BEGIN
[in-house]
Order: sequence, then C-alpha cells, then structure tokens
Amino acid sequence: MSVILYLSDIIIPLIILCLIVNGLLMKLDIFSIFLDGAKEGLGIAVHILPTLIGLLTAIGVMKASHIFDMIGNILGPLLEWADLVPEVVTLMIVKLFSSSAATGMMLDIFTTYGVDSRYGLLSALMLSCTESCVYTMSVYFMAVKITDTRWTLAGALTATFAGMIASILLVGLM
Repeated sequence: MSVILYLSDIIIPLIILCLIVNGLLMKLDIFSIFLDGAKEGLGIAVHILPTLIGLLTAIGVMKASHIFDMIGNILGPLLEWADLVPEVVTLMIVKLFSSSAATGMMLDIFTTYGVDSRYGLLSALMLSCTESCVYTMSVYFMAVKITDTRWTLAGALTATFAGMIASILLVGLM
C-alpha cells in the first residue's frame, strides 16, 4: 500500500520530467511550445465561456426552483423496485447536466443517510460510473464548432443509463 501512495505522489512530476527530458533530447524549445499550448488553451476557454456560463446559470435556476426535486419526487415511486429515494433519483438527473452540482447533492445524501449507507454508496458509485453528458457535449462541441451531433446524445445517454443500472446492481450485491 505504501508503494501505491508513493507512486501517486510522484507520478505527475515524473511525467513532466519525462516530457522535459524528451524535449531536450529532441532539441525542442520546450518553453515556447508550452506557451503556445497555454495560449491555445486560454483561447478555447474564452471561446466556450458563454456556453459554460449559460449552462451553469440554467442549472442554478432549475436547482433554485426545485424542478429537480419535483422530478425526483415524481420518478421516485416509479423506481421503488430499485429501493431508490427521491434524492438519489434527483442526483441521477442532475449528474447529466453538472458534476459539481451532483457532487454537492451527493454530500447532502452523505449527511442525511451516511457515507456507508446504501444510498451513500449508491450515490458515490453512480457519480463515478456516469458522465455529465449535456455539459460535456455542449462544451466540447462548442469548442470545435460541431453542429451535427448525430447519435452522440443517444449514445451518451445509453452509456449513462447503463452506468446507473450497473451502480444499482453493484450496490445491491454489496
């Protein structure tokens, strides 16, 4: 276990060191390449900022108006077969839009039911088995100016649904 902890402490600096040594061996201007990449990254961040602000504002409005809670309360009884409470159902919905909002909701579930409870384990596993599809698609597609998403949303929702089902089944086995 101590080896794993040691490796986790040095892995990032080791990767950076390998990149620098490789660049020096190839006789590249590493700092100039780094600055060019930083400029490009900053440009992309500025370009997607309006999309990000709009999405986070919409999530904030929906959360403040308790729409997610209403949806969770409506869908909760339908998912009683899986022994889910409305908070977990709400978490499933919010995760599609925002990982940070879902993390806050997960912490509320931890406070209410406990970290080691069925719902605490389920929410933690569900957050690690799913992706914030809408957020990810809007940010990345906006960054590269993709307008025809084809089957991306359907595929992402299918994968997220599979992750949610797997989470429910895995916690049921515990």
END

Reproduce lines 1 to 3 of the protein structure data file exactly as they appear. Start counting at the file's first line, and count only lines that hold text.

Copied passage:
[in-house]
Order: sequence, then C-alpha cells, then structure tokens
Amino acid sequence: MSVILYLSDIIIPLIILCLIVNGLLMKLDIFSIFLDGAKEGLGIAVHILPTLIGLLTAIGVMKASHIFDMIGNILGPLLEWADLVPEVVTLMIVKLFSSSAATGMMLDIFTTYGVDSRYGLLSALMLSCTESCVYTMSVYFMAVKITDTRWTLAGALTATFAGMIASILLVGLM